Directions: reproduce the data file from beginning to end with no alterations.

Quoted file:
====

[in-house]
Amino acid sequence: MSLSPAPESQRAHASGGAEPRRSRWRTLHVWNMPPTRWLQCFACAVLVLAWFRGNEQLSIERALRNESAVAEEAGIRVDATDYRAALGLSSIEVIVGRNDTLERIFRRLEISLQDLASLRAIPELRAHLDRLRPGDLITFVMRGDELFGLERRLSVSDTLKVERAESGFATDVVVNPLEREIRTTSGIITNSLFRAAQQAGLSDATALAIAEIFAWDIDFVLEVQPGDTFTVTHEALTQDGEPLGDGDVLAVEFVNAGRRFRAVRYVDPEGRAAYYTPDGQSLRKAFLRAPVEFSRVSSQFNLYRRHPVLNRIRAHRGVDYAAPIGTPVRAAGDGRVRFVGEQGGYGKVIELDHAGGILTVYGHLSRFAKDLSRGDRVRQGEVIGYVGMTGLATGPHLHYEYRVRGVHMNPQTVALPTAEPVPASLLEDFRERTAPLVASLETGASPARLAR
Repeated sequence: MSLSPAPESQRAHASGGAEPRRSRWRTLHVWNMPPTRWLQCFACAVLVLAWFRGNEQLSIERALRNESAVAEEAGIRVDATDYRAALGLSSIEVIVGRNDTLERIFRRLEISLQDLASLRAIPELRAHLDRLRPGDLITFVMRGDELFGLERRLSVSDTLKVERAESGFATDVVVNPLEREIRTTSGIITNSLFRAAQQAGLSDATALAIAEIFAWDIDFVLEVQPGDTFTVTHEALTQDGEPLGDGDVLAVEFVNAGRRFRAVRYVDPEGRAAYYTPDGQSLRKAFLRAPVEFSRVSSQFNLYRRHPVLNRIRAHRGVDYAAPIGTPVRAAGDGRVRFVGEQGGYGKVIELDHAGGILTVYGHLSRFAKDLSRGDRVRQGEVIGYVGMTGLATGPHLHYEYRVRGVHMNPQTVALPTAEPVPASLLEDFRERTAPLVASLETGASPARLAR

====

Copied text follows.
[in-house]
Amino acid sequence: MSLSPAPESQRAHASGGAEPRRSRWRTLHVWNMPPTRWLQCFACAVLVLAWFRGNEQLSIERALRNESAVAEEAGIRVDATDYRAALGLSSIEVIVGRNDTLERIFRRLEISLQDLASLRAIPELRAHLDRLRPGDLITFVMRGDELFGLERRLSVSDTLKVERAESGFATDVVVNPLEREIRTTSGIITNSLFRAAQQAGLSDATALAIAEIFAWDIDFVLEVQPGDTFTVTHEALTQDGEPLGDGDVLAVEFVNAGRRFRAVRYVDPEGRAAYYTPDGQSLRKAFLRAPVEFSRVSSQFNLYRRHPVLNRIRAHRGVDYAAPIGTPVRAAGDGRVRFVGEQGGYGKVIELDHAGGILTVYGHLSRFAKDLSRGDRVRQGEVIGYVGMTGLATGPHLHYEYRVRGVHMNPQTVALPTAEPVPASLLEDFRERTAPLVASLETGASPARLAR
Repeated sequence: MSLSPAPESQRAHASGGAEPRRSRWRTLHVWNMPPTRWLQCFACAVLVLAWFRGNEQLSIERALRNESAVAEEAGIRVDATDYRAALGLSSIEVIVGRNDTLERIFRRLEISLQDLASLRAIPELRAHLDRLRPGDLITFVMRGDELFGLERRLSVSDTLKVERAESGFATDVVVNPLEREIRTTSGIITNSLFRAAQQAGLSDATALAIAEIFAWDIDFVLEVQPGDTFTVTHEALTQDGEPLGDGDVLAVEFVNAGRRFRAVRYVDPEGRAAYYTPDGQSLRKAFLRAPVEFSRVSSQFNLYRRHPVLNRIRAHRGVDYAAPIGTPVRAAGDGRVRFVGEQGGYGKVIELDHAGGILTVYGHLSRFAKDLSRGDRVRQGEVIGYVGMTGLATGPHLHYEYRVRGVHMNPQTVALPTAEPVPASLLEDFRERTAPLVASLETGASPARLAR